With the Pembroke transitional diaconate ordinations just 2 days away, I’ve been reminiscing on my own diaconate ordination, which wasn’t all that long ago – 2013. In particular I’ve been looking back to the diaconal promises and the reflections I wrote in preparation for making those promises. There are three promises that the deacon candidates make during the ordination rite: 1) “In the presence of God and his Church, are you resolved, as a sign of your interior dedication to Christ, to remain celibate for the sake of the kingdom and in lifelong service to God and mankind?” 2) “Are you resolved to maintain and deepen a spirit of prayer appropriate to your way of life and, in keeping with what is required of you, to celebrate faithfully the Liturgy of the Hours for the Church and for the whole world?” 3) “Do you promise respect and obedience to your ordinary and his successors?”
Below is my reflection on the promise of respect and obedience. It’s a bit heady, but I like it.
It has been said by several speakers during my time at the NAC that the most challenging promise to live out in one’s priestly ministry is not celibacy but obedience. I recently completed a course on the cardinal virtue of justice at the Angelicum in which I learned, among other things, about the virtue of “observance.” St. Thomas places this virtue among the allied virtues of justice. It is an allied virtue because it shares certain characteristics with justice, but it lacks one of the essential qualifications, viz. equality. Along with religion and piety, observance lacks equality between the one who owes the debt and the one to whom the debt is owed. The inequality in “observance” is between the virtuous/honourable man or the man in office and those who lack said honour or office.
Commenting on this article, Joseph Pieper draws the reader’s attention to the fact that this virtue is largely absent from modern Western society, and thus it is difficult for most contemporary readers to understand what St. Thomas is teaching. Now, instead of the virtue of observance, what we most often witness are the tensions between the “boss” and those being “bossed.” This situation is unfortunate and dangerous, because not only does society depend on men recognizing their inequalities, but this virtue is obviously linked to personal happiness.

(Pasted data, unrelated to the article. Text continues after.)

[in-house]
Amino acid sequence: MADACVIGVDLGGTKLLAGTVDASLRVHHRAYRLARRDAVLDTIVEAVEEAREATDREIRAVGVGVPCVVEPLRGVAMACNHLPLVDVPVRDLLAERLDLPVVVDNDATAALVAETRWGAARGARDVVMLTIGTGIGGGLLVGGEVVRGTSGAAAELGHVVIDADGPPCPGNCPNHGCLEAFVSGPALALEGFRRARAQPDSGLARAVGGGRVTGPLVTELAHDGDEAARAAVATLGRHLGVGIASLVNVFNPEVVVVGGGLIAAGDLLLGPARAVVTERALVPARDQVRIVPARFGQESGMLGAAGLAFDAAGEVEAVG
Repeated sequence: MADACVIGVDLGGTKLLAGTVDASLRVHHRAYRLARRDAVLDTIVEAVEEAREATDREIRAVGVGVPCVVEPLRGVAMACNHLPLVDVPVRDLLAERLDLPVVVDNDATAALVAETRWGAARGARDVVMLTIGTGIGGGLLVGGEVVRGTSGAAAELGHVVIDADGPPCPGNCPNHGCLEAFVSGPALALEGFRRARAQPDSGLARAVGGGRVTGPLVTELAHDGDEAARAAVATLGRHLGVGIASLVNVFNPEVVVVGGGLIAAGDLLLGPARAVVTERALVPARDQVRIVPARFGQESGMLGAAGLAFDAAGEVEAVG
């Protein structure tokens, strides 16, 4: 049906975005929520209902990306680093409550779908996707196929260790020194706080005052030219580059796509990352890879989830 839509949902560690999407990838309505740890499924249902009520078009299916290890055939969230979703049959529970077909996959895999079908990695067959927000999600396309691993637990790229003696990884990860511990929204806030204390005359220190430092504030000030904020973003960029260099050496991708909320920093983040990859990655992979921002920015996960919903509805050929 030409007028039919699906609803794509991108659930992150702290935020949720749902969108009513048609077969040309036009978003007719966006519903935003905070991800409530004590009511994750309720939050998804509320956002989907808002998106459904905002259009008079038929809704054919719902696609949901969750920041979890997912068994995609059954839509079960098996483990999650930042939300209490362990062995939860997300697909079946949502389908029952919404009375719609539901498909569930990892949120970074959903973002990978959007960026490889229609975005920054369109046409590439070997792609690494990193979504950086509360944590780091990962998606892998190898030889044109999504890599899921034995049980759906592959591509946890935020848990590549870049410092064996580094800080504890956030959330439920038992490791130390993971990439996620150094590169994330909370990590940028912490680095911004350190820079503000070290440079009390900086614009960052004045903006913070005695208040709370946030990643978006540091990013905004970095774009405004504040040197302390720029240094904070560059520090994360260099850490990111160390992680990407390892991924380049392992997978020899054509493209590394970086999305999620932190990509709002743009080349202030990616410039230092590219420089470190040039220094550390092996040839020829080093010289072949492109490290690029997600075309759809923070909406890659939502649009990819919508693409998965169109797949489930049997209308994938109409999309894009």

Of course, honouring my bishop, both on account of his office and his virtue, though essential, is not equivalent to obedience. The virtue of observance has as its principal parts honour, as already described, and obedience. However, despite being a part of observance, St. Thomas describes obedience as the highest of the moral virtues on account of the goodness of what is contemned, viz. one’s own will.
St. Thomas states that obedience has its high dignity because it flows from charity. He quotes Pope St. Gregory the Great as saying, “Obedience should be practiced, not out of servile fear, but from a sense of charity, not through fear of punishment, but through love of justice” (II-II, 104, a. 3). Blind obedience, i.e. obedience rooted in fear or pure obligation, is not a virtue. To follow the will of another without regard for charity or true justice is obviously vicious; however, in speaking of obedience to one’s bishop, this is unlikely to be an issue. The more dangerous vice is clearly disobedience. It is easy to fall into the trap of thinking that my ways or my ideas are better than those of my superior. We might find ourselves saying things such as, “He doesn’t really know what’s going on in my parish. If he did, he wouldn’t ask me to do such and such; or, he doesn’t know me. If he did, he wouldn’t have given me this parish; etc.” According to St. Thomas, deliberate disobedience is a mortal sin because it is contrary to the love of God, who bestows all authority, and to love of neighbour, since it withdraws the obedience due to the superior.
“His lord said to him: Well done, good and faithful servant, because you have been faithful over a few things, I will place you over many things. Enter into the joy of your lord” (Mt. 25:21).
Many blessings to Justin, Stephen, and Anthony as they make their promises and receive the grace of Holy Orders.